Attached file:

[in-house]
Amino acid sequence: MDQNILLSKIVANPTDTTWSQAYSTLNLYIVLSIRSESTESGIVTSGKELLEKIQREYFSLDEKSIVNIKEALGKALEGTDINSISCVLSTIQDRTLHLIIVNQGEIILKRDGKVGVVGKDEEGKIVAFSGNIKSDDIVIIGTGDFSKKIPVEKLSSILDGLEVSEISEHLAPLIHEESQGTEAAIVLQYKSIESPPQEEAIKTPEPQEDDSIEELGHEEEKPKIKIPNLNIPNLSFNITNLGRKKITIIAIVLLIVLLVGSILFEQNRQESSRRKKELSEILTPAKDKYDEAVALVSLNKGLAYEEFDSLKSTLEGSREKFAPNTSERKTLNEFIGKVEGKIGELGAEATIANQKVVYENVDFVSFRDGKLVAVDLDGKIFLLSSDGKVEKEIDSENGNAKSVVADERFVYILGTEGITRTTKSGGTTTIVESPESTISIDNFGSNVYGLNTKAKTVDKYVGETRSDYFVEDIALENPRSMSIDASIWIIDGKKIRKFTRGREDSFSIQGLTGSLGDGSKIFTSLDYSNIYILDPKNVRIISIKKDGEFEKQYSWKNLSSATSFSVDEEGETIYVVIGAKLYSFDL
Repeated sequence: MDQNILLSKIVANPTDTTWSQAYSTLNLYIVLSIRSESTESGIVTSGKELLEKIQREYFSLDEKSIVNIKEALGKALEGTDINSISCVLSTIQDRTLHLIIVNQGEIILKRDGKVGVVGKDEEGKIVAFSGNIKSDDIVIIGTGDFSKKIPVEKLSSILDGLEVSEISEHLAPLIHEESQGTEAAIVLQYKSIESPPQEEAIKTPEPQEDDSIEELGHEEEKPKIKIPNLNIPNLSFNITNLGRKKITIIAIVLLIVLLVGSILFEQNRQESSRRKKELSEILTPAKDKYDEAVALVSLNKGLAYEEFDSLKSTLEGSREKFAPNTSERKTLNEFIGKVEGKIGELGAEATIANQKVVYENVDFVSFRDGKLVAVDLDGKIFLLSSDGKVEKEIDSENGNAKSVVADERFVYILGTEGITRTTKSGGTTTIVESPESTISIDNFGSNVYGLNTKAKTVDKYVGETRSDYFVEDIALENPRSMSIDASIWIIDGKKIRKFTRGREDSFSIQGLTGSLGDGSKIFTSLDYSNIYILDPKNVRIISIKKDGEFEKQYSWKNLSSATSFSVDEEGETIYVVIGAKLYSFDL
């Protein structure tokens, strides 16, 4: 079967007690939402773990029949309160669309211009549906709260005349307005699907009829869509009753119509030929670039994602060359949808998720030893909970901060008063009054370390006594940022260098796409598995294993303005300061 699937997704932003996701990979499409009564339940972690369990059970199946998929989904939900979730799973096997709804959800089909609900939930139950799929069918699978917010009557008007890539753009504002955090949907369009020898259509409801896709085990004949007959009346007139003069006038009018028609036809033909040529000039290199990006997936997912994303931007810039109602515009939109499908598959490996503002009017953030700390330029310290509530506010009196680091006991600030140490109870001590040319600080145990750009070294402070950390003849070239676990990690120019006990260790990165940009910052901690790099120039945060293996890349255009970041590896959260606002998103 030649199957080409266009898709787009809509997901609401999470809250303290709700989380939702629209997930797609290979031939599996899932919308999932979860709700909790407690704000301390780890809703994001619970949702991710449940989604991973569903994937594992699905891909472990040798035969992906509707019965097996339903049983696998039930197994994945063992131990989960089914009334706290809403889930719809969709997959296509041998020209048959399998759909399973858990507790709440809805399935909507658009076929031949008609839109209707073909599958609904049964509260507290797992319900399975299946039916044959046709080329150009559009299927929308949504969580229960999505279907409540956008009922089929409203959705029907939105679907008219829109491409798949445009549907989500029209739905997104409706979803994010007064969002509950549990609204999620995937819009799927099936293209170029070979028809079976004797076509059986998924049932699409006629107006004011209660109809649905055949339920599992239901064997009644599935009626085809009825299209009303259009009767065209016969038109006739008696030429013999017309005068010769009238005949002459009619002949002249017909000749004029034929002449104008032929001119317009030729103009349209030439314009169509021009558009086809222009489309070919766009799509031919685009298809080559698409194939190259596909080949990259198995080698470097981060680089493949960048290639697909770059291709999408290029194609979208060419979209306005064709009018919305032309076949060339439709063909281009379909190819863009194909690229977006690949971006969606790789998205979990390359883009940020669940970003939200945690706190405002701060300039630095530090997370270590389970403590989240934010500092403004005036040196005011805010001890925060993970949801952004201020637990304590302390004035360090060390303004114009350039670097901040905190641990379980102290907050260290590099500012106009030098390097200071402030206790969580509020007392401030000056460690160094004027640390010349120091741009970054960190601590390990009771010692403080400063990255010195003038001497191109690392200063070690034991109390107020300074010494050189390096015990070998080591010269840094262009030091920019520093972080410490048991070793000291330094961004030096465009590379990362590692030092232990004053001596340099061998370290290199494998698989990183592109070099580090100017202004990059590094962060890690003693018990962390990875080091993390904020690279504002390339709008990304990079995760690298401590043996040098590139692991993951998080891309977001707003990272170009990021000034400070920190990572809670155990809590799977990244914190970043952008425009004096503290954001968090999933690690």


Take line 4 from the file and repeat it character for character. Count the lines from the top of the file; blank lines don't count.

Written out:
């Protein structure tokens, strides 16, 4: 079967007690939402773990029949309160669309211009549906709260005349307005699907009829869509009753119509030929670039994602060359949808998720030893909970901060008063009054370390006594940022260098796409598995294993303005300061 699937997704932003996701990979499409009564339940972690369990059970199946998929989904939900979730799973096997709804959800089909609900939930139950799929069918699978917010009557008007890539753009504002955090949907369009020898259509409801896709085990004949007959009346007139003069006038009018028609036809033909040529000039290199990006997936997912994303931007810039109602515009939109499908598959490996503002009017953030700390330029310290509530506010009196680091006991600030140490109870001590040319600080145990750009070294402070950390003849070239676990990690120019006990260790990165940009910052901690790099120039945060293996890349255009970041590896959260606002998103 030649199957080409266009898709787009809509997901609401999470809250303290709700989380939702629209997930797609290979031939599996899932919308999932979860709700909790407690704000301390780890809703994001619970949702991710449940989604991973569903994937594992699905891909472990040798035969992906509707019965097996339903049983696998039930197994994945063992131990989960089914009334706290809403889930719809969709997959296509041998020209048959399998759909399973858990507790709440809805399935909507658009076929031949008609839109209707073909599958609904049964509260507290797992319900399975299946039916044959046709080329150009559009299927929308949504969580229960999505279907409540956008009922089929409203959705029907939105679907008219829109491409798949445009549907989500029209739905997104409706979803994010007064969002509950549990609204999620995937819009799927099936293209170029070979028809079976004797076509059986998924049932699409006629107006004011209660109809649905055949339920599992239901064997009644599935009626085809009825299209009303259009009767065209016969038109006739008696030429013999017309005068010769009238005949002459009619002949002249017909000749004029034929002449104008032929001119317009030729103009349209030439314009169509021009558009086809222009489309070919766009799509031919685009298809080559698409194939190259596909080949990259198995080698470097981060680089493949960048290639697909770059291709999408290029194609979208060419979209306005064709009018919305032309076949060339439709063909281009379909190819863009194909690229977006690949971006969606790789998205979990390359883009940020669940970003939200945690706190405002701060300039630095530090997370270590389970403590989240934010500092403004005036040196005011805010001890925060993970949801952004201020637990304590302390004035360090060390303004114009350039670097901040905190641990379980102290907050260290590099500012106009030098390097200071402030206790969580509020007392401030000056460690160094004027640390010349120091741009970054960190601590390990009771010692403080400063990255010195003038001497191109690392200063070690034991109390107020300074010494050189390096015990070998080591010269840094262009030091920019520093972080410490048991070793000291330094961004030096465009590379990362590692030092232990004053001596340099061998370290290199494998698989990183592109070099580090100017202004990059590094962060890690003693018990962390990875080091993390904020690279504002390339709008990304990079995760690298401590043996040098590139692991993951998080891309977001707003990272170009990021000034400070920190990572809670155990809590799977990244914190970043952008425009004096503290954001968090999933690690």